The I22V and L72S substitutions in West Nile virus prM protein promote enhanced prM/E heterodimerisation and nucleocapsid incorporation

Setoh, Yin Xiang, Tan, Cindy Si En, Prow, Natalie A., Hobson-Peters, Jody, Young, Paul R., Khromykh, Alexander A. and Hall, Roy A. (2015) The I22V and L72S substitutions in West Nile virus prM protein promote enhanced prM/E heterodimerisation and nucleocapsid incorporation. Virology Journal, 12 1: 72.1-72.5. doi:10.1186/s12985-015-0303-7


Author Setoh, Yin Xiang
Tan, Cindy Si En
Prow, Natalie A.
Hobson-Peters, Jody
Young, Paul R.
Khromykh, Alexander A.
Hall, Roy A.
Title The I22V and L72S substitutions in West Nile virus prM protein promote enhanced prM/E heterodimerisation and nucleocapsid incorporation
Journal name Virology Journal   Check publisher's open access policy
ISSN 1743-422X
Publication date 2015-05-07
Sub-type Article (original research)
DOI 10.1186/s12985-015-0303-7
Open Access Status DOI
Volume 12
Issue 1
Start page 72.1
End page 72.5
Total pages 5
Place of publication London, United Kingdom
Publisher BioMed Central
Collection year 2016
Language eng
Formatted abstract
Background: Amino acid substitutions I22V and L72S in the prM protein of West Nile virus Kunjin strain (WNVKUN) were previously shown to enhance virus secretion and virulence, but a mechanism by which this occurred was not determined.

Findings: Using pulse-chase experiments followed by co-immunoprecipitation with anti-E antibody, we demonstrated that the I22V and L72S substitutions enhanced prM/E heterodimerization for both the E-glycosylated and E-unglycosylated virus. Furthermore, analysis of secreted particles revealed that I22V and L72S substitutions also enhanced nucleocapsid incorporation.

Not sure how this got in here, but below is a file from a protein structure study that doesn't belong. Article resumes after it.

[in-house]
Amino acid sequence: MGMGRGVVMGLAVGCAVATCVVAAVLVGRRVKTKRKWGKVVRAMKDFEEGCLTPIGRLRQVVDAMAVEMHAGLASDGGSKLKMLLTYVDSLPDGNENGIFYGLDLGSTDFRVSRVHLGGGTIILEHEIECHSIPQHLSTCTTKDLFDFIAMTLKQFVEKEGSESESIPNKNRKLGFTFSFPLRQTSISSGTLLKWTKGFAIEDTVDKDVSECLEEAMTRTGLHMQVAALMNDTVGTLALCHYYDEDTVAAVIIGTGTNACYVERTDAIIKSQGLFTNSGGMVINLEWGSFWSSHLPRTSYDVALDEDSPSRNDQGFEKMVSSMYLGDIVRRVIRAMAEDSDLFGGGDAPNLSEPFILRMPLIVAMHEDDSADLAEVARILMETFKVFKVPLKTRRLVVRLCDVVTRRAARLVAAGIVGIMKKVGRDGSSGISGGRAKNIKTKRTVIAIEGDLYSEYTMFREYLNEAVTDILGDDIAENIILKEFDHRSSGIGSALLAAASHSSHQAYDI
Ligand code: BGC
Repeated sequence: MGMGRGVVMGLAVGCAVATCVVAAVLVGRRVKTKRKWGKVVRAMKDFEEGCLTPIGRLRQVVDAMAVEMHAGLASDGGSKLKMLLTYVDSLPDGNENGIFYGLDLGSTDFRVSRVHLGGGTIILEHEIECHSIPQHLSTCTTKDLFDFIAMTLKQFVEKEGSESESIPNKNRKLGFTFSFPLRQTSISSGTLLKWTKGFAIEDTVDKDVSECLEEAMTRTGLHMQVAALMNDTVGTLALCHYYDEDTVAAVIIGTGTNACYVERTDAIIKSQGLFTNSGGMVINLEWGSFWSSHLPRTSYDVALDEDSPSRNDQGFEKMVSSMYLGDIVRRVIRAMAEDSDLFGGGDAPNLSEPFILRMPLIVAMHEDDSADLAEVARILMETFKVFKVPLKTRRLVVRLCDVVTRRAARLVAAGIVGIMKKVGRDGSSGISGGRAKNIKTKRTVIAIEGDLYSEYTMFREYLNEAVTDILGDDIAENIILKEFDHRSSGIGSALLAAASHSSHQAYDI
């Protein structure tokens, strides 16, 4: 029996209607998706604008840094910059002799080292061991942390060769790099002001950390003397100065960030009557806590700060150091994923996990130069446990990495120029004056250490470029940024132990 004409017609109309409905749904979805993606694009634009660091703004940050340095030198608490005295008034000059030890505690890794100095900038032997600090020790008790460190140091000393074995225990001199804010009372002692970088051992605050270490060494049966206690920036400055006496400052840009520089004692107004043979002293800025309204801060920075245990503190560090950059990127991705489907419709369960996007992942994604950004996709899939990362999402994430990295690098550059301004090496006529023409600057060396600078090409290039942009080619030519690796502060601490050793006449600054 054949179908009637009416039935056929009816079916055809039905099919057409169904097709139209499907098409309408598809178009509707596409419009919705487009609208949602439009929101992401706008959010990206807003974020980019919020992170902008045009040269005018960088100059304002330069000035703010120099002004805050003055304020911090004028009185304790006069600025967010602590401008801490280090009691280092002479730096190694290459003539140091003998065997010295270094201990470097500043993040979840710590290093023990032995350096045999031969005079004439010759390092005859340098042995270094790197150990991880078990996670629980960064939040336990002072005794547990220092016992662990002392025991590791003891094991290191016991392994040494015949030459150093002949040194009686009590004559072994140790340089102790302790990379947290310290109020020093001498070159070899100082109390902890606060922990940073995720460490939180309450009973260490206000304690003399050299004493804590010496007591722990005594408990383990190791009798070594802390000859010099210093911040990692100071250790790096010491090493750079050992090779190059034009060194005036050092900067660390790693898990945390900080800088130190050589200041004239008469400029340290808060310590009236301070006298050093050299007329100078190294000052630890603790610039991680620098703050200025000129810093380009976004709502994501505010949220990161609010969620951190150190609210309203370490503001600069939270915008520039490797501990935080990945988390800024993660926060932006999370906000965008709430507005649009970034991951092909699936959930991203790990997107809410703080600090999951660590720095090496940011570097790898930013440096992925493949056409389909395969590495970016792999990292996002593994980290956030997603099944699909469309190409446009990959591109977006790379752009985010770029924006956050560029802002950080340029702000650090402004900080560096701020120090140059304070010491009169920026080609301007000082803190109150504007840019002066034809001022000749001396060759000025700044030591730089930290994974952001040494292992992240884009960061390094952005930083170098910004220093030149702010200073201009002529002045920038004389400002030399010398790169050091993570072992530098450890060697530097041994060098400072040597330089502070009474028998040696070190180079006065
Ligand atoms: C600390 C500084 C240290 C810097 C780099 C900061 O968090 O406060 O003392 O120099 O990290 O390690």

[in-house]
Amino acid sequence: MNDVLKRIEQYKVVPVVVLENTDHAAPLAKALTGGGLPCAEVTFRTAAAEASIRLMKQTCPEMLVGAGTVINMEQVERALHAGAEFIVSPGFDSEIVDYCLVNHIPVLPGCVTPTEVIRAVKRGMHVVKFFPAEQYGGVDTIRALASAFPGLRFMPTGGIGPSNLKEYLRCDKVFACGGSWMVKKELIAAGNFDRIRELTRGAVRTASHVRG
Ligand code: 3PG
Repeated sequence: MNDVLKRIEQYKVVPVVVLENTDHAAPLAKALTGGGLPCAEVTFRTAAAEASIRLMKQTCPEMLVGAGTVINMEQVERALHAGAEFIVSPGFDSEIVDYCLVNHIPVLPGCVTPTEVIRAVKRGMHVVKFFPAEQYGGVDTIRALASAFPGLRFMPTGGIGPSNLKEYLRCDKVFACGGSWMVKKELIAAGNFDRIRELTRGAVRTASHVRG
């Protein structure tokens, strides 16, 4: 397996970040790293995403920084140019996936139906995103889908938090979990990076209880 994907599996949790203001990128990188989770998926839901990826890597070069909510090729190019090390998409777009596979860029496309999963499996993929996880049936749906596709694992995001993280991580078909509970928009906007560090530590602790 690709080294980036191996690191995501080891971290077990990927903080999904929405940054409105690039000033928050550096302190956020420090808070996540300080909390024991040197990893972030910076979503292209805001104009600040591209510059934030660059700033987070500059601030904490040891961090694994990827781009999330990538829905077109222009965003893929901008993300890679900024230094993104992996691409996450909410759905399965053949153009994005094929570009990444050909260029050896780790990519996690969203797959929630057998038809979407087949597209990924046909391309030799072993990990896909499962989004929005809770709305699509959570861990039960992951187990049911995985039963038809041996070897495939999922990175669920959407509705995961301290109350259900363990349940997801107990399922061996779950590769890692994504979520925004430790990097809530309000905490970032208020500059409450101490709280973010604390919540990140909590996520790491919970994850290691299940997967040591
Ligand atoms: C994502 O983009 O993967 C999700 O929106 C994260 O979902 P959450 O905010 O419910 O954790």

Conclusions: We have demonstrated mechanistically that improved secretion of virus particles in the presence of I22V and L72S substitutions was contributed by more efficient prM/E heterodimerization.
Keyword Flavivirus
Heterodimerisation
prM
West Nile virus
Q-Index Code C1
Q-Index Status Confirmed Code
Institutional Status UQ

Document type: Journal Article
Sub-type: Article (original research)
Collections: Official 2016 Collection
School of Chemistry and Molecular Biosciences
 
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Created: Fri, 19 Jun 2015, 13:05:52 EST by Anthony Yeates on behalf of School of Chemistry & Molecular Biosciences